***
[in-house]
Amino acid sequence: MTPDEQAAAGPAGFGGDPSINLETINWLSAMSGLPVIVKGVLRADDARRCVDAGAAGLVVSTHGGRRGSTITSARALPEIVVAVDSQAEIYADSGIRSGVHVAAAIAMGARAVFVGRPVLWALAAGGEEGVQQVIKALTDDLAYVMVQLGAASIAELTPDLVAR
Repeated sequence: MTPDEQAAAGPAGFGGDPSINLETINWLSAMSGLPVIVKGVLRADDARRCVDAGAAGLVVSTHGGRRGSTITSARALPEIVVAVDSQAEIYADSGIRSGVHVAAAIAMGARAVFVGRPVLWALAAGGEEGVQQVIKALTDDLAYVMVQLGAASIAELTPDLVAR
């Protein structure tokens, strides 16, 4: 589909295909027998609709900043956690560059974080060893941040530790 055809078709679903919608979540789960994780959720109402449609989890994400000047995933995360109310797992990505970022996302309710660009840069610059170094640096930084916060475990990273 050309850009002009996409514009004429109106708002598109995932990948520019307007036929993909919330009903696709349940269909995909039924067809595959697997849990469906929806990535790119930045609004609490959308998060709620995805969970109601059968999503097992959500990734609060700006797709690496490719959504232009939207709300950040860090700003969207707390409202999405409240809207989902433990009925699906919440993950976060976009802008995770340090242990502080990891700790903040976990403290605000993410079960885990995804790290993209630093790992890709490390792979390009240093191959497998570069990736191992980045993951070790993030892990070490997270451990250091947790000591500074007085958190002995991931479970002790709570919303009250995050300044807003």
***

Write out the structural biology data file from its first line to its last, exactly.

[in-house]
Amino acid sequence: MTPDEQAAAGPAGFGGDPSINLETINWLSAMSGLPVIVKGVLRADDARRCVDAGAAGLVVSTHGGRRGSTITSARALPEIVVAVDSQAEIYADSGIRSGVHVAAAIAMGARAVFVGRPVLWALAAGGEEGVQQVIKALTDDLAYVMVQLGAASIAELTPDLVAR
Repeated sequence: MTPDEQAAAGPAGFGGDPSINLETINWLSAMSGLPVIVKGVLRADDARRCVDAGAAGLVVSTHGGRRGSTITSARALPEIVVAVDSQAEIYADSGIRSGVHVAAAIAMGARAVFVGRPVLWALAAGGEEGVQQVIKALTDDLAYVMVQLGAASIAELTPDLVAR
């Protein structure tokens, strides 16, 4: 589909295909027998609709900043956690560059974080060893941040530790 055809078709679903919608979540789960994780959720109402449609989890994400000047995933995360109310797992990505970022996302309710660009840069610059170094640096930084916060475990990273 050309850009002009996409514009004429109106708002598109995932990948520019307007036929993909919330009903696709349940269909995909039924067809595959697997849990469906929806990535790119930045609004609490959308998060709620995805969970109601059968999503097992959500990734609060700006797709690496490719959504232009939207709300950040860090700003969207707390409202999405409240809207989902433990009925699906919440993950976060976009802008995770340090242990502080990891700790903040976990403290605000993410079960885990995804790290993209630093790992890709490390792979390009240093191959497998570069990736191992980045993951070790993030892990070490997270451990250091947790000591500074007085958190002995991931479970002790709570919303009250995050300044807003």